Sop Players Hear my cry:(


Active Member
To all the amazingly amazing sop players that grace this wonderful world,

Does anyone have the answer to a decent mouthpiece, i have trouble with my lip and is currently playing on a shilke MP,
Does anyone else have this problem???
Maybe you can recomend something, anyone???
Just i need something that i can get my higher range on you know:)
Bexy(Ickle Sop)


Staff member
I know a sop player who swore by his Rudy Muck..
Resulting sound was a bit thin, but the notes were there..


New Member
sop mouthpieces

I play on a warburton using a SV mouthpipe with a MD shank I find this to give an all round sound and comfort for high register range. But its always comes down to choice and how your teeth and emboucher are formed
:? :? :?


Active Member
I also use a Warburton (though I might try out the Sparx) but I use a 6D with a 7* shank (still playing around with the shank since I have been given an S9 and S8).

I used to use a Wick trumpet mouthiece with my old Soveriegn :eek: but since aqcuiring a Schilke I needed a cornet mouthpiece and a friend gave me a set of cups and shanks for dirt cheap price.

Best thing to do is take a day down to a shop try a few out and see if you can persuade them to "lend" you one for a couple of rehearsals (or borrow one from freinds). I found a BIG difference between simply practising with a new mouthpiece and using it in anger, you find out how well it suits you when you're lips gone and the top C ppp looms up!



sop mouthpiece

:) i am currently using a Bach 17c. i find it very good for range and very reasonable for tonal quality.


tMP Founder
Staff member

Can I ask you please to reduce the size of your avatar - it's toooo big... :? This has an effect on several things such as layout of the page foe ALL users, time to download the page for ALL users - your avatar file alone is in ecxess of 38KB....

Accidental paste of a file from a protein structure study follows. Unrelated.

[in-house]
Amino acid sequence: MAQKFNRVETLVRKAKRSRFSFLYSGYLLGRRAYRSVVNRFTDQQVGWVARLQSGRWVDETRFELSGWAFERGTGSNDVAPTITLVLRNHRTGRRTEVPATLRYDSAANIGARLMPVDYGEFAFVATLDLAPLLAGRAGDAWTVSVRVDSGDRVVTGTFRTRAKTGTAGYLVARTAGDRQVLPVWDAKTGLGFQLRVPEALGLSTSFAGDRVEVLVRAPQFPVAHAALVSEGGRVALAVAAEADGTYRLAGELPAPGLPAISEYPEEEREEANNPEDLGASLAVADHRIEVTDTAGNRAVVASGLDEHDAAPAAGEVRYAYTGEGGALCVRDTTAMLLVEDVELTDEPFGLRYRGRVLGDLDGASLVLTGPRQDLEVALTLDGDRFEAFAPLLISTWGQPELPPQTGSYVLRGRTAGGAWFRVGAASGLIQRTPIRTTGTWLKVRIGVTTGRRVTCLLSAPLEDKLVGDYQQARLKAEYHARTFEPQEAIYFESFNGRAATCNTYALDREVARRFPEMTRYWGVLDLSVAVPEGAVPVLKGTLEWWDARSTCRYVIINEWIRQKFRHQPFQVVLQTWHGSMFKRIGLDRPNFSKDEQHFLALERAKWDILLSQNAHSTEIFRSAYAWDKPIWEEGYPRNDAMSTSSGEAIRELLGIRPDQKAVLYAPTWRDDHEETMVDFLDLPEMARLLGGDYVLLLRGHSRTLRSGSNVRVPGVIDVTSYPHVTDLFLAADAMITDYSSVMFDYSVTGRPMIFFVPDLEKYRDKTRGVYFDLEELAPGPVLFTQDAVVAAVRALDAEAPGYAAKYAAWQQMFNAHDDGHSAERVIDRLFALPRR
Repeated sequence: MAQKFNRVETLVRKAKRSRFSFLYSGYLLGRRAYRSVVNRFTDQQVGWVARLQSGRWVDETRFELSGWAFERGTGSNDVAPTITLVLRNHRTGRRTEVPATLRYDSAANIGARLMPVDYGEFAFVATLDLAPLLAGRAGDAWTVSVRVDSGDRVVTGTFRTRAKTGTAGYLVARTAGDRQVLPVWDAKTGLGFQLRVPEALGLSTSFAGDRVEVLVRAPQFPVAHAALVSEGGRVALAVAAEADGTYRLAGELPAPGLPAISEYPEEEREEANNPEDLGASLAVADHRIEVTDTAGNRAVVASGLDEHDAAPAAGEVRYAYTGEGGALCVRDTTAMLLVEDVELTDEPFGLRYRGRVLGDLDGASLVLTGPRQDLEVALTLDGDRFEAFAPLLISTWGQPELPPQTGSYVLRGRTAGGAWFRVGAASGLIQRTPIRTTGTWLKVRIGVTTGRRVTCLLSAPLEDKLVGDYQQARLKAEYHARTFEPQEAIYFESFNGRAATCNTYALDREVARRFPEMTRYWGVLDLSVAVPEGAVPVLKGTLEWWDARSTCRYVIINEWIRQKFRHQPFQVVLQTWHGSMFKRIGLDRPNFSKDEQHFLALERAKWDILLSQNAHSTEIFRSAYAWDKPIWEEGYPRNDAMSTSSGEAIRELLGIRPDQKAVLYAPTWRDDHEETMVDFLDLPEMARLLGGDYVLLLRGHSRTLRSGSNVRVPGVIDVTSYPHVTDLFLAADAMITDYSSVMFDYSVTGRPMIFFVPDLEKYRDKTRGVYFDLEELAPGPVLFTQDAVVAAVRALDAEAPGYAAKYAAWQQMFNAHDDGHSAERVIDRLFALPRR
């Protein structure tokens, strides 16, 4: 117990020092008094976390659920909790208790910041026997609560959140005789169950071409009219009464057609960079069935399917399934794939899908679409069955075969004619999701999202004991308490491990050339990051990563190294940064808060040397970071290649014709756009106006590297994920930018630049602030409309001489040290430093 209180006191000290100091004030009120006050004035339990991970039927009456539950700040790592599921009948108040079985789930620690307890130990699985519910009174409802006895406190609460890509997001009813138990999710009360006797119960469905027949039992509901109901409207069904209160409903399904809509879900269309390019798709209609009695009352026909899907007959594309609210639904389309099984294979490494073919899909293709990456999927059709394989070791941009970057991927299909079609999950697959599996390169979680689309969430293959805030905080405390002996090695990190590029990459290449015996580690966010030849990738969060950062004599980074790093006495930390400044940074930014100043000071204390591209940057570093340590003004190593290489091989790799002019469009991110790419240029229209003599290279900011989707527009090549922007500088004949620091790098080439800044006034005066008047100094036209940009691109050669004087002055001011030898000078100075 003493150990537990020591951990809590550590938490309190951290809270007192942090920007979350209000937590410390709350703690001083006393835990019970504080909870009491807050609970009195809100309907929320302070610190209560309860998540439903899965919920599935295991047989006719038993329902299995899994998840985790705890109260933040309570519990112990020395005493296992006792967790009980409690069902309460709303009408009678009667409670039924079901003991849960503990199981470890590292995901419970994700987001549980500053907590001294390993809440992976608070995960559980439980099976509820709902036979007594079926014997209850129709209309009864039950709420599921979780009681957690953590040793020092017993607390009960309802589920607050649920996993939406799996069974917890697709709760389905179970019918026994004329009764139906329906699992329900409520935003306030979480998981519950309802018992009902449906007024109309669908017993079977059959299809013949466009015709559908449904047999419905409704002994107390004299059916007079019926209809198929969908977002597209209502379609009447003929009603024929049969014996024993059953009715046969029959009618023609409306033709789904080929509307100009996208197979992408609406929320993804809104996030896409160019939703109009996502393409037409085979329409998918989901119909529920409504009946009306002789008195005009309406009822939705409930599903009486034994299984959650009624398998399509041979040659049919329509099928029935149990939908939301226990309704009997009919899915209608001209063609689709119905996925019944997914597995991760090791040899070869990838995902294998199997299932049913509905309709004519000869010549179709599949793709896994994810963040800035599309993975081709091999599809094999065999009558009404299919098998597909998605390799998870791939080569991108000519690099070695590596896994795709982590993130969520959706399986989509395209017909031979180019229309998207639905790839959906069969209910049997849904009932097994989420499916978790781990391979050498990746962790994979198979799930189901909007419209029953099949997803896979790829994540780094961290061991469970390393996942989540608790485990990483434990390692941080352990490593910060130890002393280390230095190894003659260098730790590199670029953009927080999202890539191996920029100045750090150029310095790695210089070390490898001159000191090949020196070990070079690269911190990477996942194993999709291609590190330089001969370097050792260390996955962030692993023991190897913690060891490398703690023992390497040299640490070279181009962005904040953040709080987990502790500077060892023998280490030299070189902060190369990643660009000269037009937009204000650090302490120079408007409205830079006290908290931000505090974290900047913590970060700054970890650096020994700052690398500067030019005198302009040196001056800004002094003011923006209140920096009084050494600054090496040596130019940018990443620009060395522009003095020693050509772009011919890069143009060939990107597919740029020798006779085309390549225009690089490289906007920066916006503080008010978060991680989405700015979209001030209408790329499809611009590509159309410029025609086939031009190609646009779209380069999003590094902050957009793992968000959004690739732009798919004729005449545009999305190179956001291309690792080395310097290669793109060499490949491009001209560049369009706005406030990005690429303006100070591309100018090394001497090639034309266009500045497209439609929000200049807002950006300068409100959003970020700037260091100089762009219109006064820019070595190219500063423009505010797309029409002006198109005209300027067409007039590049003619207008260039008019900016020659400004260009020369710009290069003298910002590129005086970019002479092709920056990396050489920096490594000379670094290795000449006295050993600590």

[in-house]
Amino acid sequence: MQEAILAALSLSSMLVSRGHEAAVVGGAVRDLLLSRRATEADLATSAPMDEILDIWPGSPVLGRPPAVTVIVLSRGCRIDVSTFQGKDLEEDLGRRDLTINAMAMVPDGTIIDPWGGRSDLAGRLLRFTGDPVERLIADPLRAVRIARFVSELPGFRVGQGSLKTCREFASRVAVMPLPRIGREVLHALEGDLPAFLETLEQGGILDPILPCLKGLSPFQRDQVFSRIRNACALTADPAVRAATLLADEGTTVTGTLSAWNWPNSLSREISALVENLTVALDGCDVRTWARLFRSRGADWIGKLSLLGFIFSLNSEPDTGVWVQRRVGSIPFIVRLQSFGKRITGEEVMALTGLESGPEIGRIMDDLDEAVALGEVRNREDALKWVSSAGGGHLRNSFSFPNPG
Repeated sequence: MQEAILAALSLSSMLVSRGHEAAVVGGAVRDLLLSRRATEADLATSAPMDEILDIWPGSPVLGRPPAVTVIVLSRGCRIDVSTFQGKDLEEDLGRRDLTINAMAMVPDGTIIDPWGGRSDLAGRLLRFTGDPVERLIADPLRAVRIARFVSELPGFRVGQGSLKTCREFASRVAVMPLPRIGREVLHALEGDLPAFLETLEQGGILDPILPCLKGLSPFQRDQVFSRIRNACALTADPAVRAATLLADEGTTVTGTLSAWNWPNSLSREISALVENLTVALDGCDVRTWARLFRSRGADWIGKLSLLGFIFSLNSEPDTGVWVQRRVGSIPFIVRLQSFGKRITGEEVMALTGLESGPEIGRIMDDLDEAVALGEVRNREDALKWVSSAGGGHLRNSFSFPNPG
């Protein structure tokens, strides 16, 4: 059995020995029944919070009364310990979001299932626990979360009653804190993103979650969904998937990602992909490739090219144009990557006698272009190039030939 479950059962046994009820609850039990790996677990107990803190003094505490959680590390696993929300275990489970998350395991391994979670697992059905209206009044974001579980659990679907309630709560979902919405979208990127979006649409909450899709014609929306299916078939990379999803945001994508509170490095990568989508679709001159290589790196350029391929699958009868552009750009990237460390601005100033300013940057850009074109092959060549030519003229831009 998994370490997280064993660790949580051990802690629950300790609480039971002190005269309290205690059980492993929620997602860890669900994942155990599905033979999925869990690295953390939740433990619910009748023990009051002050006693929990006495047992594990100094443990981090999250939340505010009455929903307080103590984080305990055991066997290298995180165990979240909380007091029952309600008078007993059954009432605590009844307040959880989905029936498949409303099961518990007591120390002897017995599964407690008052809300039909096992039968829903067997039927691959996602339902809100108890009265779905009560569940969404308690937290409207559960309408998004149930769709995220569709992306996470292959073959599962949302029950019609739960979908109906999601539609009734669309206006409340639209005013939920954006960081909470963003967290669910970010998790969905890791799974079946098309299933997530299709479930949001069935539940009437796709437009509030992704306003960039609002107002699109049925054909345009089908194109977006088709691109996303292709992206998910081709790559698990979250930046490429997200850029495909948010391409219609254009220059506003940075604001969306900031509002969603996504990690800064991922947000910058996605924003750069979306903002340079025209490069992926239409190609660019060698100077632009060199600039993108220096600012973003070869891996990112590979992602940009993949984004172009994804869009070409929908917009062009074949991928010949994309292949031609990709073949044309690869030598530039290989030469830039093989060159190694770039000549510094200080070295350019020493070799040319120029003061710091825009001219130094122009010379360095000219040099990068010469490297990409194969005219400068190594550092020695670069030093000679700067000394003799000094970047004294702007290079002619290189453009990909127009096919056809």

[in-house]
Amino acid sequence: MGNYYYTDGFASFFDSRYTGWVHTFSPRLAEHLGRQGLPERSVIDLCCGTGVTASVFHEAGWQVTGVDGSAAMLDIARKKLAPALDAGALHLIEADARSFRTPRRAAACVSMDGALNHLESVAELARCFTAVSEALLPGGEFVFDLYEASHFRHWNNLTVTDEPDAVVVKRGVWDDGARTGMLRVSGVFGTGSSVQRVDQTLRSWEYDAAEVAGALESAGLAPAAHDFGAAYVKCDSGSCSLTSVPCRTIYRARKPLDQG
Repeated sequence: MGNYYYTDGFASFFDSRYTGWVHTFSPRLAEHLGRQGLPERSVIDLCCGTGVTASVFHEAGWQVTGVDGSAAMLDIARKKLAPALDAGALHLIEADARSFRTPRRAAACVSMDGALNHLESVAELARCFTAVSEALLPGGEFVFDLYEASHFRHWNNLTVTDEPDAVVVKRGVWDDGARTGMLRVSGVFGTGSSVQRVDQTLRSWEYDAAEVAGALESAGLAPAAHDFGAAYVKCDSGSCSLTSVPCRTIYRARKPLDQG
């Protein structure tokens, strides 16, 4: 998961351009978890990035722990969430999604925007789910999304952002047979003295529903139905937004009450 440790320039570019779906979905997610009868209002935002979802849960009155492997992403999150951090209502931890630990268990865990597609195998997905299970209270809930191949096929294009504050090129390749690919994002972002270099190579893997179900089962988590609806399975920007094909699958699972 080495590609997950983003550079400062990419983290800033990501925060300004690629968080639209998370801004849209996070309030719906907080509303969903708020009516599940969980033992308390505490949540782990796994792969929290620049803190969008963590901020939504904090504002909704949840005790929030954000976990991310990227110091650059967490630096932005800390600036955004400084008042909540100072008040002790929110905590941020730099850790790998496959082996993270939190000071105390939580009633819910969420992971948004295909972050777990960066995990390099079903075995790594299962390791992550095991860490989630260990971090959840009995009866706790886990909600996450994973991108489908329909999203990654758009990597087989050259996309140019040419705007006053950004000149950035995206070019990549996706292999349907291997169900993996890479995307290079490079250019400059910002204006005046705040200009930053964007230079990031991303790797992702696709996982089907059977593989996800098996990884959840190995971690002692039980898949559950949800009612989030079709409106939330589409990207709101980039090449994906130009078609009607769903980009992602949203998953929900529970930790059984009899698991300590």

I or Fishsta will be happy to do this for you if you like.... how about I take a copy of your avatar, reduce the size, and put a copy of this in the avatars directory for you eh...? This OK...?


... take it if you like it - upload to your homepage then use it to link to ... let me know :D


EDIT: I have done it for you...
I played sop for 19 years on a Salvation Army "Eesy-lyp"...still have it in fact......I found it terrific whilst I played sop.....don't know if they make them now though :lol:


Re: sop mouthpiece

AJSOP said:
:) i am currently using a Bach 17c. i find it very good for range and very reasonable for tonal quality.

I play a Dennis Wick S, its specially for Soprano. I find it good.


Active Member
You should play on a mouthpiece that you feel comfortable with, and you get a nice sound out of. with regard to high notes, you should try to use your diaphragm as much as possible. try practicing in your pedal notes, making sure you use your diaphragm to push the air through, and then try to play in the same way above the stave etc.


Supporting Member